Edward F. Lundwall, Jr.
The First Amendment to our Constitution forbids Congress to establish a religion. This needs clarification if only to safeguard the other provision in the First Amendment that guarantees the free exercise there of faith. Organizations such as the American Civil Liberties Union have used the courts to limit this last guarantee by the citation of the prohibition a religion establishment. Too often activist Judges like to extract a principle and violate the specific provision of the Constitution. The First Amendment prohibits Congress to establish a religion, but says nothing against a State doing so. Several of the Colonies did establish a specific organized Church as that of that Colony.
The announced purpose of the Humanist Manifestos of 1933 and 1973 was to eradicate all acknowledgment of “theism” from public life. This purpose seems to be this of groups like the ACLU. This contradicts the very basis of our Country’s existence.
The Declaration of Independence recognizes the Creator as the Giver of the“inalienable rights” that separation was made to defend. Our national culture has from the beginning acknowledged the Christian God. In the Constitutional Congress, the delegates were at an impasse and near giving up when Benjamin Franklin exhorted them to pray. Then, differences were overcome and the writing of Constitution finished. As far as I know no session of Congress is begun without prayer.
Further, Thomas Jefferson required the teaching of the Bible in the DC schools even though he authored the worn out phrase “a wall of separation between Church and State!”
When I served in the Army at our barracks at the old Dachau prison camp in West Germany, a notable warning was emblazoned in the camp. It said: “If we forget history, we are bound to repeat it!”
To honestly interpret anything, we must look into the history of its origin. Our founding fathers knew what they meant by the terms they used. They knew that the establishment of a religion meant the adoption of a specific Church as the required organization for their citizens. This European custom was what their forefathers came to this Land to avoid. From history and present practice let us review the elements of the establishment of a State Church (religion):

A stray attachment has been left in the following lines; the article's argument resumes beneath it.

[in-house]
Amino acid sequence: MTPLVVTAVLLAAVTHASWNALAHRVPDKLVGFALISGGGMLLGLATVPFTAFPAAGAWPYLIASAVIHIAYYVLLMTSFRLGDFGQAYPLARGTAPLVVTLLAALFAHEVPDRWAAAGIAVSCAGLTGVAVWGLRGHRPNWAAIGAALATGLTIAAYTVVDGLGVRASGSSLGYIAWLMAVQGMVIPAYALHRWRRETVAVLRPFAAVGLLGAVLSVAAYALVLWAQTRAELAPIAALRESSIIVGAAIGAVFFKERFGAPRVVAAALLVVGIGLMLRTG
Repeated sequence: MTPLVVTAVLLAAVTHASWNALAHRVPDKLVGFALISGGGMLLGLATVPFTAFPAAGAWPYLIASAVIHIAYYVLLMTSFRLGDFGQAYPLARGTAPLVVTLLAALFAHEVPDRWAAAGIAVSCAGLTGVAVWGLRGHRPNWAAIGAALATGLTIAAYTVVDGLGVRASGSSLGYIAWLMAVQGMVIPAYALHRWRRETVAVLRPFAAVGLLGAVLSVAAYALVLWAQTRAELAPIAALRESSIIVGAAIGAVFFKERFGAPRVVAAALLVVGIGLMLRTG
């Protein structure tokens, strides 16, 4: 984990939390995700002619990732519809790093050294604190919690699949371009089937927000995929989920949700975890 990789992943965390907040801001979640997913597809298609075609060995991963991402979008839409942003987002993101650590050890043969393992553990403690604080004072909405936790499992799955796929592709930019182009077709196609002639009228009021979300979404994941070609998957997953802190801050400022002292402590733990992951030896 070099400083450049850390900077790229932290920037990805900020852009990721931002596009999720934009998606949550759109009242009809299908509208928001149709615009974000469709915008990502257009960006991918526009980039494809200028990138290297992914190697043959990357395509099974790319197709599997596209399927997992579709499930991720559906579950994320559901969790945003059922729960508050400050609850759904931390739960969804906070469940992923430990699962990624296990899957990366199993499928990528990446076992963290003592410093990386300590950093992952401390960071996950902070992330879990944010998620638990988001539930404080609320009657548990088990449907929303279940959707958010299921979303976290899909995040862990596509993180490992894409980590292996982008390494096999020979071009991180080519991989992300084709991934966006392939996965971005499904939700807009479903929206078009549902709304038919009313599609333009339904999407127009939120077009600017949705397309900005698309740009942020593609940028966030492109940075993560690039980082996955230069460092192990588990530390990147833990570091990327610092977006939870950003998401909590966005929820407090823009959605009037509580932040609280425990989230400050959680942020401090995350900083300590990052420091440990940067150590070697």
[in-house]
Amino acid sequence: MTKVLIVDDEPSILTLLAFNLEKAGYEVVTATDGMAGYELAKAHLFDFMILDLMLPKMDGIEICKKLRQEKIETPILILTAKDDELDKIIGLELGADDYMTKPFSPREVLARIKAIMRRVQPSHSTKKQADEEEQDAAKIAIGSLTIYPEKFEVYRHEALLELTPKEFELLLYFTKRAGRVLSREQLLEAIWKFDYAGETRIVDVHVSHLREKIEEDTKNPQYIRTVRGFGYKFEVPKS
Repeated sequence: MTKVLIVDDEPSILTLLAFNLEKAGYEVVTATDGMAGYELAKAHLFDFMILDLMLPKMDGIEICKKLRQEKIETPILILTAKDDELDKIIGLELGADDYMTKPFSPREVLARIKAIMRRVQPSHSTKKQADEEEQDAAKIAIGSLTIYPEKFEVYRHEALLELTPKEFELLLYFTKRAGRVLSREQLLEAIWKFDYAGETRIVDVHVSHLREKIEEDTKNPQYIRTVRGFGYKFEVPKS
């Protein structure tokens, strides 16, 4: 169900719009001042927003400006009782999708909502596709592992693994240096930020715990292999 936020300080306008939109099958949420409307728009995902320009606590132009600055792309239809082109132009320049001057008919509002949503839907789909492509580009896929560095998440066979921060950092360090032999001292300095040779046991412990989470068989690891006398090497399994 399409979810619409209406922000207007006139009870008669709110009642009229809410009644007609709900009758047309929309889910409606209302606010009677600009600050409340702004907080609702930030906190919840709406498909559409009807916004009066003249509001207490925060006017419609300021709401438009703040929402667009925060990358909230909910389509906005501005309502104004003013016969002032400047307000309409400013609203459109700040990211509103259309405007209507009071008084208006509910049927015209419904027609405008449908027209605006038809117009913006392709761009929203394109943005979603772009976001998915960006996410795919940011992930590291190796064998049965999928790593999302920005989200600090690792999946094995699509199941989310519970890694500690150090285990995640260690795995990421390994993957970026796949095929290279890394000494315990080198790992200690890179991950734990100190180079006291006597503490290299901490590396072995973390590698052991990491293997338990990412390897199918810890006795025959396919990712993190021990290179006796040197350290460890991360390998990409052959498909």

1. A specific religious organization is cited as the religion of that country. That is, the Church of
England, Evangalish (German Lutheran), The Roman Catholic Church, etc.
2. The State cites appoint a hierarchical structure of church officers and clergy. This was especially the case of the independent German states and Switzerland.
3. Specified doctrines that define church orthodoxy.
4. Ecclesiastical courts established for enforcement of religious regulations and orthodoxy.
5. Church tax levied for its support.
6. Required religious instruction in public and private schools.
7. Orthodox and liturgical acceptable standing for government office.
Because of political correctness, the strictness of these standards are not as rigid, except in a number of Muslim countries. The acknowledgment of the Judeo-Christian God in America fails all of these standards for being a State Church, i.e., established religion. Congress needs to define what an “establishment of religion” is and is not. The seven cited historical standards of what has constituted a State or “established religion” is. And make it clear that recognition of historical American culture of acknowledging the Judeo-Christian God is not an establishment of religion.